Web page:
It is reddish-brown clay, heavy, and maintains the ambient temperature of its surroundings.
It is a 2 ¼” by ½” thick flat disk that rises to a point at the top.
Its face is rough with incised designs and the azure color glaze accents the depressions.
Two ¾” round clay beads each with an azure band of glaze symmetrically accompany it.
Each item is knotted in place on the braided thong that supports it around my neck.
The designer’s name, Maria Giustina, is inscribed on the back.
It is my Clay Pendant.
It’s 1969. My husband and I are strolling around Lucca, Italy after dinner one evening. Lucca’s medieval walls with their four portals both protect and contain the town. It seems we’re in a time warp. We pass a softly lit street level studio. The door is open and a young woman is bent over a high table laboring over something small. Near the center of the space is a potter’s wheel. A small kiln resides in one corner. We disturb her concentration. As I’m about to apologize, she turns to us with a radiant smile of welcome and bids us enter. In my halting Italian I inquire as to what she’s creating and if she has items for sale. She eagerly replies yes and excitedly but shyly shows me three clay pendants. I immediately fall in love with the circular one. When I ask the price, she demurs, and quietly says the equivalent of $3 with a questioning inflexion, as if $3 is too much. I tell her no, it is worth more than that and give her $10.
Her expression is of surprise, then gratitude. She reaches for me, hugs me hard, and with tear-filled eyes, whispers. “You have no idea how much this means to me. To have someone value my work. And pay me for it. Women here aren’t valued for much except cooking and caring for children and elders. The craftsmen are the men. It is very difficult for a woman to be independent, to have a dream, and to make a living. Thank you kind and generous lady.”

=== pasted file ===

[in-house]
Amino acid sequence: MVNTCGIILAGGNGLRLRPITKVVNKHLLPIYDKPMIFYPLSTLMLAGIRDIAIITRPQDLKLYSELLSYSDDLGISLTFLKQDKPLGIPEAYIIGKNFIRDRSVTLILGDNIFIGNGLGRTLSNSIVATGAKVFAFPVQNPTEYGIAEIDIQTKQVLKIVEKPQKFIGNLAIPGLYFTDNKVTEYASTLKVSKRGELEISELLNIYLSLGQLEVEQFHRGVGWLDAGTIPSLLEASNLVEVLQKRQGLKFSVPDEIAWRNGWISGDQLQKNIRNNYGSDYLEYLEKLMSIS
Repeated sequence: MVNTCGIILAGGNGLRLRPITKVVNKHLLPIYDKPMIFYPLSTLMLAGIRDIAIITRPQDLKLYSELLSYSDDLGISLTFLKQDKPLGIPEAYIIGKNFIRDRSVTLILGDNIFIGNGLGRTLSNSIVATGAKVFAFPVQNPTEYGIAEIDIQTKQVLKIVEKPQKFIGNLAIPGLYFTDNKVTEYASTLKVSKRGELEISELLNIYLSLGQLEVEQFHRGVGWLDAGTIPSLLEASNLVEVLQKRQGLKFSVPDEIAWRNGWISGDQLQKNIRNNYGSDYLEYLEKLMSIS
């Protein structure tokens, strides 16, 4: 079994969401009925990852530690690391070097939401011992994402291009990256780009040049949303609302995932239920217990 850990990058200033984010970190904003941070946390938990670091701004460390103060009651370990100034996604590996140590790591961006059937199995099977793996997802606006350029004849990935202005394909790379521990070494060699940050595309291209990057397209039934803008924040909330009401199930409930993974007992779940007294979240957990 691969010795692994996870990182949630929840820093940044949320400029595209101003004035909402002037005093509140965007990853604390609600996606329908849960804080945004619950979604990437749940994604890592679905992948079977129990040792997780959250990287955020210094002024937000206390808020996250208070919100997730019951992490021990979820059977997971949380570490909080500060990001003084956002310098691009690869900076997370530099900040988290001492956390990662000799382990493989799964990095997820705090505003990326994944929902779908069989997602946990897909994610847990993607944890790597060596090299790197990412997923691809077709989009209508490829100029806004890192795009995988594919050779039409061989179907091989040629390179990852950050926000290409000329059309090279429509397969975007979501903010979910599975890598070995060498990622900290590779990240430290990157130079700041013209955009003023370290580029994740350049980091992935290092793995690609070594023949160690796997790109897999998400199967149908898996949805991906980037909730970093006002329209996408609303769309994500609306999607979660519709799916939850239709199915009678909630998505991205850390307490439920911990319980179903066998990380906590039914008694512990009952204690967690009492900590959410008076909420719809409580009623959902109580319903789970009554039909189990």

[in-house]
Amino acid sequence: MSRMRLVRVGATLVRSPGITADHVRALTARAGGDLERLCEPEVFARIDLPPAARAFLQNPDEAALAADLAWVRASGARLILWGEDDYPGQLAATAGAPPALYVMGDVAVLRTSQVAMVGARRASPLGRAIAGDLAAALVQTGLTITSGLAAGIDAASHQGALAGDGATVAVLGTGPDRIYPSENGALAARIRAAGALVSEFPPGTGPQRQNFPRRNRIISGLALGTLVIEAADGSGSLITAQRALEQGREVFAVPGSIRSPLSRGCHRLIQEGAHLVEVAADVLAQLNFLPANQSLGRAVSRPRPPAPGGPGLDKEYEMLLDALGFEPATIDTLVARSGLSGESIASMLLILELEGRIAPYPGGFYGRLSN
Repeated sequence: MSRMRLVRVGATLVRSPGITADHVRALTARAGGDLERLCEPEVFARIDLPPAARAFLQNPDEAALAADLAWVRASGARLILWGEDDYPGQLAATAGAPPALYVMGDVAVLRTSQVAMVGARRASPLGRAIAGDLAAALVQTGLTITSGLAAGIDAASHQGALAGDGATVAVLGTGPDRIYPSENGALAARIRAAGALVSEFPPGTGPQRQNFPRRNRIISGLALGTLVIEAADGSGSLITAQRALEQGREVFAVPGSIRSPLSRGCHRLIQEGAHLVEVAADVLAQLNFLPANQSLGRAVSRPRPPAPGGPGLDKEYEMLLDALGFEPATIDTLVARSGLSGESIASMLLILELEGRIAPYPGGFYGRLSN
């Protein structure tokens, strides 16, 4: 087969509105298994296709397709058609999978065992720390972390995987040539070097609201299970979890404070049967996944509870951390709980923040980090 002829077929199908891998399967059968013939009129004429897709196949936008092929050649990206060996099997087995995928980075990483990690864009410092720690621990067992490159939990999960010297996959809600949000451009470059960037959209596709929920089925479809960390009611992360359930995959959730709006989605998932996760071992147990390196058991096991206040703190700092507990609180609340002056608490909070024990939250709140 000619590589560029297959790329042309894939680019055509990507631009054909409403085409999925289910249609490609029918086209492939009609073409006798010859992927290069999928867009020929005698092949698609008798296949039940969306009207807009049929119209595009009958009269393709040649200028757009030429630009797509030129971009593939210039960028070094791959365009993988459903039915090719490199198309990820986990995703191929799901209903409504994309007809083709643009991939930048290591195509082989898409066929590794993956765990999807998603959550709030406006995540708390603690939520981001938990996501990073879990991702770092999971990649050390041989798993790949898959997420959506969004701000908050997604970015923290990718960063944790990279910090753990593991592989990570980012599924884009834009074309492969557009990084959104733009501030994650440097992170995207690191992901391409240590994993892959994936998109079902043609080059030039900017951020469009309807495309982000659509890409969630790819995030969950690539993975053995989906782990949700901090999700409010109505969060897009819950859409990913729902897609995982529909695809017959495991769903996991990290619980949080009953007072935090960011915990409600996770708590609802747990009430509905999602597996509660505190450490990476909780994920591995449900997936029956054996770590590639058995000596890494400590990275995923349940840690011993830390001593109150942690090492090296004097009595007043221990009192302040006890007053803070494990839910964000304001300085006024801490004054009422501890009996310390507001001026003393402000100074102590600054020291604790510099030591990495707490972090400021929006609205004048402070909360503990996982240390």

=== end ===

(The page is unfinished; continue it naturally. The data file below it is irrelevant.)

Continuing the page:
Over the years the pendant has accumulated different characteristics.
When I wear it now:
The pendant is still reddish-brown clay but is no longer heavy to me.
It gathers and holds the warmth of my heart and the tenderness of hers.
It is still a 2 ¼” by ½” thick flat disk that rises to a point at the top.
But the point is softened both to the eye and the touch.
I consider its face to be textured with life’s dreams;
the azure color glaze to reflect a perfect sky.
The two symmetrical ¾” round clay beads with azure bands of glaze
remind me to keep my life in balance.
The knotted braided thong was replaced when it tired of its support job.
It reminds me to support whomever and however I can…
The designer, Maria Giustina, has brought me great joy over the years.
It is my Clay Pendant.
Lucca is precious to me because of this piece of art-jewelry.
I’ve thought of her often over the years wondering if she was successful.
Especially against such cultural odds.
I was in Lucca the summer of 2015. I brought the pendant.
I looked for her but had no idea where she might be after 46 years.
3 thoughts on “The Clay Pendant by Leslie Sittner”
I can see this pendant. I hope Maria followed her dreams.
She wasn’t dressed all in black yet so perhaps she did. I hope so.
Love this Leslie!